adulterant

(redirected from adulterants)
Also found in: Dictionary, Thesaurus, Wikipedia.

a·dul·ter·ant

(ă-dŭl'tĕr-ănt),
An impurity; an additive that is considered to have an undesirable effect or to dilute the active material so as to reduce its therapeutic or monetary value.

a·dul·ter·ant

(ă-dŭl'tĕr-ănt)
An impurity; an additive that is considered to have an undesirable effect or to dilute the active material so as to reduce its therapeutic or monetary value.

a·dul·ter·ant

(ă-dŭl'tĕr-ănt)
An impurity; an additive that is considered to have an undesirable effect or to dilute the active material so as to reduce its therapeutic value.
References in periodicals archive ?
suitability in detecting known adulterants, if they are present in a tested material); labor and analysis time comprise the secondary evaluation criteria.
Those laws define an adulterant as an added substance that is "deleterious" and may render food injurious to health.
Detection of adulterants or adulteration in Petroleum Products is quite a rigorous and cumbersome task owing to the basic fact that they are all made up of hydrocarbons with relatively same background characteristics.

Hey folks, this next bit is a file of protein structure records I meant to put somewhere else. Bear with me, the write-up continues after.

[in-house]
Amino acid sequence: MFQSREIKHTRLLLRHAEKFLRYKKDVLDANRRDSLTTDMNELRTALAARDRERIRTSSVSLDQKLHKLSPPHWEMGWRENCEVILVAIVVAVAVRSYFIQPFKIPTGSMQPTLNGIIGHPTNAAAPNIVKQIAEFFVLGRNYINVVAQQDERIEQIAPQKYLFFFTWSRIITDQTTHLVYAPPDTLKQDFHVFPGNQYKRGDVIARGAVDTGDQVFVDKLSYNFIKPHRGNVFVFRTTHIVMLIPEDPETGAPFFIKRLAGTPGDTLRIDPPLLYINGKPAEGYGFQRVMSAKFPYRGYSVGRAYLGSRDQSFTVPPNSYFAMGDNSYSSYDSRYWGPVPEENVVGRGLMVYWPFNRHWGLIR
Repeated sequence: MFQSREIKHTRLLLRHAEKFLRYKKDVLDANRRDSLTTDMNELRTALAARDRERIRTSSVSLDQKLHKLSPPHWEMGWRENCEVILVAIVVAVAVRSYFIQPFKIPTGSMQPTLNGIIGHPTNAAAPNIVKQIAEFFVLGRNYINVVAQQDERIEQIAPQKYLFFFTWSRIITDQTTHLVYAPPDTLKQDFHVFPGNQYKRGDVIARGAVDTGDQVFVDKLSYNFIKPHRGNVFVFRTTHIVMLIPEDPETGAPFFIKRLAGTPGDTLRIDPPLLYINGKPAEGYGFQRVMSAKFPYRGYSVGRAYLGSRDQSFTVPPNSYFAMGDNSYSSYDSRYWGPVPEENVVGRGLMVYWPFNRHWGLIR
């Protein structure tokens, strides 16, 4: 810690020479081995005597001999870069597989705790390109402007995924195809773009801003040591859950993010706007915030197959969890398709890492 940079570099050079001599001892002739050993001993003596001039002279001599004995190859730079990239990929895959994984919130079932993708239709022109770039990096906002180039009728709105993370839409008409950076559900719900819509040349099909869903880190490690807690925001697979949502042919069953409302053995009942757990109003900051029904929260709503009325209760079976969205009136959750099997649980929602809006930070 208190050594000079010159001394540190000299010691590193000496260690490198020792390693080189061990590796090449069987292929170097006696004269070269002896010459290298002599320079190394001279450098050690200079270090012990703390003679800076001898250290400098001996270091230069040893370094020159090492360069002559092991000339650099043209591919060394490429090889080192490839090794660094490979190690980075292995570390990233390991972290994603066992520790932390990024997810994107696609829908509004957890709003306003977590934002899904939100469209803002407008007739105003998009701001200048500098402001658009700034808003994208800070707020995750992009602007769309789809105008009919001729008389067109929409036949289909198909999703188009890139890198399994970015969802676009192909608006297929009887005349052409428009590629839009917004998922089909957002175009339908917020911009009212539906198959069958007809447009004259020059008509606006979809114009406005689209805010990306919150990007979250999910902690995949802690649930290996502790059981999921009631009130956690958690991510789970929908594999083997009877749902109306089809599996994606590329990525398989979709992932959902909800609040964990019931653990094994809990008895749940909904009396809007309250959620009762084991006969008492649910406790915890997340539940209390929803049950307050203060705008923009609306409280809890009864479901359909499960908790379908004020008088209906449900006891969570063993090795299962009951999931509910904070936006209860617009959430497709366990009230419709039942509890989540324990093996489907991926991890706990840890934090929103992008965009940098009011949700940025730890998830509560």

As in ATR-FTIR analysis, selected organic fertilizer samples were doped with the adulterants (fig.
As of September 2009, the tissue mill began using a technique called "Fuel Separation" to process and clean fuel used in the plant from adulterants.
This work looks at how people try to beat drug tests with adulterants in urine and the consumption of various substances to alter urine composition, and explains how lawyers typically try to defend positive urine test results.
It eliminates any possible contamination with unwanted components such as lipids, carbohydrates, off-taste substances and low-molecular weight adulterants such as melamine.
The mechanisms by which cocaine causes its destructive effects include local ischemia secondary to vasoconstriction, inflammation caused by chemical adulterants put in "cut" cocaine, and infection secondary to trauma, decreased local immunity, and impaired mucociliary transport.
Newer urine adulterants, however, such as Urine Luck, UrinAid, Klear, and Whizzies, cannot be detected by routine specimen-integrity tests.
Drug-testing laboratories eventually do detect adulterants, but "it's a kind of cat and mouse game," Shelton points out.
After purchasing drug masking products from Web sites, GAO investigators used adulterants at four of the collection sites and substitute synthetic urine at another four sites without being caught by site collectors--demonstrating that these products could easily be brought into a collection site and used during a test.